What keeps you from making the decision? I think it is probably fear of the outcome. This fear is rational: Indeed you cannot know with certainty the outcome. So you need this rudimentary faith, this willingness to abandon yourself to the unknowable. Even the most rudimentary faith that tomorrow we are going to wake up and the world is still going to be here may be enough. That is sometimes all you've got.

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OK, so regarding the specific choice before you, here is another general belief: Children, if kept safe and generally cared for, can be extremely resilient. No matter what the gender and number of their caregivers, they can learn to lead happy lives if they are given what they need. Whether you stay together or separate, there is much you can continue to do to support your kids.

(It's not a simple matter, however, to divine what children need from us. They often do not tell us. One thing a unified household provides is the opportunity to closely observe children day to day so that we can learn to intuit what they need by their reactions. So if you absent yourself it can be harder to provide them what they need because you don't know what they need. That's not a veiled attempt to talk you into staying in an unhappy marriage. It's just an observation.)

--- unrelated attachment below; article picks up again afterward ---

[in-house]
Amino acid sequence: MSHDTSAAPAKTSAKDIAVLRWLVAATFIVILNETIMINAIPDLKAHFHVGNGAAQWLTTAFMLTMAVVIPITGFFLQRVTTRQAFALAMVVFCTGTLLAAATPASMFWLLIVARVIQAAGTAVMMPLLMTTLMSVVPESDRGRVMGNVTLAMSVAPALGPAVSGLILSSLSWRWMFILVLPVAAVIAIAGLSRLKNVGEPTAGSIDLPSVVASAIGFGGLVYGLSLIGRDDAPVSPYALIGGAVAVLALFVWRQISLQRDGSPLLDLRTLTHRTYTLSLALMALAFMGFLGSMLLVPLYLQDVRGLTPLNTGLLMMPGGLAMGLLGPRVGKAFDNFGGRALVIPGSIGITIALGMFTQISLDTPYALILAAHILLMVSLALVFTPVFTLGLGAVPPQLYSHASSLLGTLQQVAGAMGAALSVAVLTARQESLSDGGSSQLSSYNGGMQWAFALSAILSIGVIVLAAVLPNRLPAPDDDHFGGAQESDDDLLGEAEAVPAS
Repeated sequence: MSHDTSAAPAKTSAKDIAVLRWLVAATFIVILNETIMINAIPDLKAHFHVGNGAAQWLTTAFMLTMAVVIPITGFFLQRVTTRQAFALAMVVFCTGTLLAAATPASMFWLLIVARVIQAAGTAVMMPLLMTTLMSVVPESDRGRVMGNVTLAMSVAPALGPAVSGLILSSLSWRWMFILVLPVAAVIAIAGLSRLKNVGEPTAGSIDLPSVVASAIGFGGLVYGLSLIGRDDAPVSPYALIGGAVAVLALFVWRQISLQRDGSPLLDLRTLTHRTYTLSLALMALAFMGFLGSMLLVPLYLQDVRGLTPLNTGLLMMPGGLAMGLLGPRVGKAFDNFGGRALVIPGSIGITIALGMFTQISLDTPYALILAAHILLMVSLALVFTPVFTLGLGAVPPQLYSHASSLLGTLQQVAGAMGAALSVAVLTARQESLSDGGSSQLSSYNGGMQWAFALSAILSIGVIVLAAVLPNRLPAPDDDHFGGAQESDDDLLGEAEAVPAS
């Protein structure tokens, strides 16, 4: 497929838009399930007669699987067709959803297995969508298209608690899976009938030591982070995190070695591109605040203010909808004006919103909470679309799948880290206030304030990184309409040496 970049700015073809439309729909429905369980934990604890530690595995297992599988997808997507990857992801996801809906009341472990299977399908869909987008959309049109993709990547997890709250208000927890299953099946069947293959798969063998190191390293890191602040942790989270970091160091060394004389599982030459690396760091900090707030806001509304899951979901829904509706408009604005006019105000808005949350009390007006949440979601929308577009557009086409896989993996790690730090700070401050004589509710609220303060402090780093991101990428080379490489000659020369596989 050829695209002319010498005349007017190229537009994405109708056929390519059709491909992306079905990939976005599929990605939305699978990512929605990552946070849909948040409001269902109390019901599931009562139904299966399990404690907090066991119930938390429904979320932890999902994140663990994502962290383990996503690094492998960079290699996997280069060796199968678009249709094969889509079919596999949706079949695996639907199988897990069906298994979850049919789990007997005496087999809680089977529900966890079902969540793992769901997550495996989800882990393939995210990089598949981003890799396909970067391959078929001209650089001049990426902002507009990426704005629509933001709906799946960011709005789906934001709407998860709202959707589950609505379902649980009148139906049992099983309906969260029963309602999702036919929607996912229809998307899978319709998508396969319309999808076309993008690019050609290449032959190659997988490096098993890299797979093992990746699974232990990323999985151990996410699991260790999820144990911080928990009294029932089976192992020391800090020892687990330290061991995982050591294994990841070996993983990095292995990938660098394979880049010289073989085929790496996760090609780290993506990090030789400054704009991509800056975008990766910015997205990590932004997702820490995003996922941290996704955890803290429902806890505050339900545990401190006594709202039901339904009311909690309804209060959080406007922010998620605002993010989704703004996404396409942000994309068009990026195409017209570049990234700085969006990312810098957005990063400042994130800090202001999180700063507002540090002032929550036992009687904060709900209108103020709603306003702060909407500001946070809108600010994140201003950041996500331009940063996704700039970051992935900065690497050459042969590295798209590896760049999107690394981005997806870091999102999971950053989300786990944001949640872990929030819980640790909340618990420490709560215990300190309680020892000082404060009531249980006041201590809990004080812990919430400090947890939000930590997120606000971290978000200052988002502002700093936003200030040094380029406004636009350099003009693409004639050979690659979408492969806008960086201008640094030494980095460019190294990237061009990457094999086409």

To reiterate: There are no set rules for you to follow. Therapy doesn't help everyone. Sometimes very simple things are all you need. It is sometimes the case, for instance, that the world seems utterly meaningless and life is bleak. Then I eat a good meal and get some sleep and the world improves. Matters that seemed vastly complex can turn out to be rather simple.

On simple facts such as that, a fairly decent life can be constructed, day by day -- not always, but sometimes. We live in the particulars. We live moment to moment. We live in a vast river of paradox.